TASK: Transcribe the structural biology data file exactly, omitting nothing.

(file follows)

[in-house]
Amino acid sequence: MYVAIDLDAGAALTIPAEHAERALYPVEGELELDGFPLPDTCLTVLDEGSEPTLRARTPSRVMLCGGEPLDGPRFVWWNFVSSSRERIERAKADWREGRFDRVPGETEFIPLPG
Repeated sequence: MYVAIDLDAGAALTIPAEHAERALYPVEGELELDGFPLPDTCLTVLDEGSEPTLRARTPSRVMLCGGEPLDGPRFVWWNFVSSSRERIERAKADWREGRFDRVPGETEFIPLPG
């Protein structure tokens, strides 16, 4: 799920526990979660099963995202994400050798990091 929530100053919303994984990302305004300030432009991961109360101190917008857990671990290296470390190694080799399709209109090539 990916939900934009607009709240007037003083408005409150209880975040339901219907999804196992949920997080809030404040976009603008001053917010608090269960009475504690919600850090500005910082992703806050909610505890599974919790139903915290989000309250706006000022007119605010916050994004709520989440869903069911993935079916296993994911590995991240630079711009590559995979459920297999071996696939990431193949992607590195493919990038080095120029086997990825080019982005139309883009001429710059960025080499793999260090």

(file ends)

[in-house]
Amino acid sequence: MYVAIDLDAGAALTIPAEHAERALYPVEGELELDGFPLPDTCLTVLDEGSEPTLRARTPSRVMLCGGEPLDGPRFVWWNFVSSSRERIERAKADWREGRFDRVPGETEFIPLPG
Repeated sequence: MYVAIDLDAGAALTIPAEHAERALYPVEGELELDGFPLPDTCLTVLDEGSEPTLRARTPSRVMLCGGEPLDGPRFVWWNFVSSSRERIERAKADWREGRFDRVPGETEFIPLPG
């Protein structure tokens, strides 16, 4: 799920526990979660099963995202994400050798990091 929530100053919303994984990302305004300030432009991961109360101190917008857990671990290296470390190694080799399709209109090539 990916939900934009607009709240007037003083408005409150209880975040339901219907999804196992949920997080809030404040976009603008001053917010608090269960009475504690919600850090500005910082992703806050909610505890599974919790139903915290989000309250706006000022007119605010916050994004709520989440869903069911993935079916296993994911590995991240630079711009590559995979459920297999071996696939990431193949992607590195493919990038080095120029086997990825080019982005139309883009001429710059960025080499793999260090």